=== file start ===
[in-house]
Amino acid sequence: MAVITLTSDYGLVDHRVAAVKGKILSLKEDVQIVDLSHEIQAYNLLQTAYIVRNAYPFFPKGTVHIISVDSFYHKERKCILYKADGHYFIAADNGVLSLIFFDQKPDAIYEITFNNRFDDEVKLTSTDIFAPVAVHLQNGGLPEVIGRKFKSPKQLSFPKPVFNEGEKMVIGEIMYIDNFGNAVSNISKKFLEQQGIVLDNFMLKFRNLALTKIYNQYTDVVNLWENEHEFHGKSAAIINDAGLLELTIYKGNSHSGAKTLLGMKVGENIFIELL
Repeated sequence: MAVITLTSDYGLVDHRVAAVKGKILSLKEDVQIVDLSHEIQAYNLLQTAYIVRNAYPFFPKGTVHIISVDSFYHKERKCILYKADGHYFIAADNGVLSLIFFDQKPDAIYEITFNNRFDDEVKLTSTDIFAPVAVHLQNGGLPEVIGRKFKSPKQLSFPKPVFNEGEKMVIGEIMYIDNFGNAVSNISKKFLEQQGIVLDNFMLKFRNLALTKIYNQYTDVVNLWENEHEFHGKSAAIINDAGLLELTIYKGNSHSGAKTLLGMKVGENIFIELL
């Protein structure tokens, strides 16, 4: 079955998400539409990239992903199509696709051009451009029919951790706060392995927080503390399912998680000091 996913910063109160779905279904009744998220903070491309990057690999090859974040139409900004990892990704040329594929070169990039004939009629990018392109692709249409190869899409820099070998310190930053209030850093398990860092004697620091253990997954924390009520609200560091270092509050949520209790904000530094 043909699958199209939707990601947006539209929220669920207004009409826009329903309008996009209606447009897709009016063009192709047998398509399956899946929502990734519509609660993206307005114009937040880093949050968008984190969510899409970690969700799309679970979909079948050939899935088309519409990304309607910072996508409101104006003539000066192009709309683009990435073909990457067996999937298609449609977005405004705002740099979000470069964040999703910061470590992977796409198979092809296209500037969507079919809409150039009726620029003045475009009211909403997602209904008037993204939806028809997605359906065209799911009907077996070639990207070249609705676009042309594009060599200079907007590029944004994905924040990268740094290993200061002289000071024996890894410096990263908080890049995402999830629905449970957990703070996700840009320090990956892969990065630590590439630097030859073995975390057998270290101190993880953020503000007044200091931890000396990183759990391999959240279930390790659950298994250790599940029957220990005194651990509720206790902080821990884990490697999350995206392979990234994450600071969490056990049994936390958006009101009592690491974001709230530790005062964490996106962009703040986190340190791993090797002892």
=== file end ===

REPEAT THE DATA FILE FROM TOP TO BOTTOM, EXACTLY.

[in-house]
Amino acid sequence: MAVITLTSDYGLVDHRVAAVKGKILSLKEDVQIVDLSHEIQAYNLLQTAYIVRNAYPFFPKGTVHIISVDSFYHKERKCILYKADGHYFIAADNGVLSLIFFDQKPDAIYEITFNNRFDDEVKLTSTDIFAPVAVHLQNGGLPEVIGRKFKSPKQLSFPKPVFNEGEKMVIGEIMYIDNFGNAVSNISKKFLEQQGIVLDNFMLKFRNLALTKIYNQYTDVVNLWENEHEFHGKSAAIINDAGLLELTIYKGNSHSGAKTLLGMKVGENIFIELL
Repeated sequence: MAVITLTSDYGLVDHRVAAVKGKILSLKEDVQIVDLSHEIQAYNLLQTAYIVRNAYPFFPKGTVHIISVDSFYHKERKCILYKADGHYFIAADNGVLSLIFFDQKPDAIYEITFNNRFDDEVKLTSTDIFAPVAVHLQNGGLPEVIGRKFKSPKQLSFPKPVFNEGEKMVIGEIMYIDNFGNAVSNISKKFLEQQGIVLDNFMLKFRNLALTKIYNQYTDVVNLWENEHEFHGKSAAIINDAGLLELTIYKGNSHSGAKTLLGMKVGENIFIELL
């Protein structure tokens, strides 16, 4: 079955998400539409990239992903199509696709051009451009029919951790706060392995927080503390399912998680000091 996913910063109160779905279904009744998220903070491309990057690999090859974040139409900004990892990704040329594929070169990039004939009629990018392109692709249409190869899409820099070998310190930053209030850093398990860092004697620091253990997954924390009520609200560091270092509050949520209790904000530094 043909699958199209939707990601947006539209929220669920207004009409826009329903309008996009209606447009897709009016063009192709047998398509399956899946929502990734519509609660993206307005114009937040880093949050968008984190969510899409970690969700799309679970979909079948050939899935088309519409990304309607910072996508409101104006003539000066192009709309683009990435073909990457067996999937298609449609977005405004705002740099979000470069964040999703910061470590992977796409198979092809296209500037969507079919809409150039009726620029003045475009009211909403997602209904008037993204939806028809997605359906065209799911009907077996070639990207070249609705676009042309594009060599200079907007590029944004994905924040990268740094290993200061002289000071024996890894410096990263908080890049995402999830629905449970957990703070996700840009320090990956892969990065630590590439630097030859073995975390057998270290101190993880953020503000007044200091931890000396990183759990391999959240279930390790659950298994250790599940029957220990005194651990509720206790902080821990884990490697999350995206392979990234994450600071969490056990049994936390958006009101009592690491974001709230530790005062964490996106962009703040986190340190791993090797002892």